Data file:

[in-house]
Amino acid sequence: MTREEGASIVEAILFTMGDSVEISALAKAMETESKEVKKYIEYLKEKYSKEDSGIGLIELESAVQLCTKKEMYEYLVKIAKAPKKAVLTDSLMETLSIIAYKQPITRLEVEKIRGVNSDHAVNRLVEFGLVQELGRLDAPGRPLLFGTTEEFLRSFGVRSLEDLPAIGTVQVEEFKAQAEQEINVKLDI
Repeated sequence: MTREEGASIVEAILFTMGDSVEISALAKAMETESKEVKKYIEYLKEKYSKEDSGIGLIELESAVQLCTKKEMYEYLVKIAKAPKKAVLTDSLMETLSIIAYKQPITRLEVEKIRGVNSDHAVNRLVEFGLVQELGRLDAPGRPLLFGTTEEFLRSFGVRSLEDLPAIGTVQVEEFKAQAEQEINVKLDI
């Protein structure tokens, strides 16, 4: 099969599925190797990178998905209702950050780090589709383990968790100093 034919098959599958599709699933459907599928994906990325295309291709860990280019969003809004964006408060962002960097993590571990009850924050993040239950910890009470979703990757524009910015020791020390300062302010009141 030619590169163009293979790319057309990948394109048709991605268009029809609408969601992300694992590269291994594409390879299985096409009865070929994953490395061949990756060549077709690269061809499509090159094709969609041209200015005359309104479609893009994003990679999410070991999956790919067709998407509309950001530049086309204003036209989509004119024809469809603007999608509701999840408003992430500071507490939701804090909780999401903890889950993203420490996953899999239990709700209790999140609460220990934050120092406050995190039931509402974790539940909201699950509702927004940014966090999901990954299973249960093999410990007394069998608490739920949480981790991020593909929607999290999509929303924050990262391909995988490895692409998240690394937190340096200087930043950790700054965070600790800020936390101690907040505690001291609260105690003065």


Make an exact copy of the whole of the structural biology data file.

[in-house]
Amino acid sequence: MTREEGASIVEAILFTMGDSVEISALAKAMETESKEVKKYIEYLKEKYSKEDSGIGLIELESAVQLCTKKEMYEYLVKIAKAPKKAVLTDSLMETLSIIAYKQPITRLEVEKIRGVNSDHAVNRLVEFGLVQELGRLDAPGRPLLFGTTEEFLRSFGVRSLEDLPAIGTVQVEEFKAQAEQEINVKLDI
Repeated sequence: MTREEGASIVEAILFTMGDSVEISALAKAMETESKEVKKYIEYLKEKYSKEDSGIGLIELESAVQLCTKKEMYEYLVKIAKAPKKAVLTDSLMETLSIIAYKQPITRLEVEKIRGVNSDHAVNRLVEFGLVQELGRLDAPGRPLLFGTTEEFLRSFGVRSLEDLPAIGTVQVEEFKAQAEQEINVKLDI
């Protein structure tokens, strides 16, 4: 099969599925190797990178998905209702950050780090589709383990968790100093 034919098959599958599709699933459907599928994906990325295309291709860990280019969003809004964006408060962002960097993590571990009850924050993040239950910890009470979703990757524009910015020791020390300062302010009141 030619590169163009293979790319057309990948394109048709991605268009029809609408969601992300694992590269291994594409390879299985096409009865070929994953490395061949990756060549077709690269061809499509090159094709969609041209200015005359309104479609893009994003990679999410070991999956790919067709998407509309950001530049086309204003036209989509004119024809469809603007999608509701999840408003992430500071507490939701804090909780999401903890889950993203420490996953899999239990709700209790999140609460220990934050120092406050995190039931509402974790539940909201699950509702927004940014966090999901990954299973249960093999410990007394069998608490739920949480981790991020593909929607999290999509929303924050990262391909995988490895692409998240690394937190340096200087930043950790700054965070600790800020936390101690907040505690001291609260105690003065």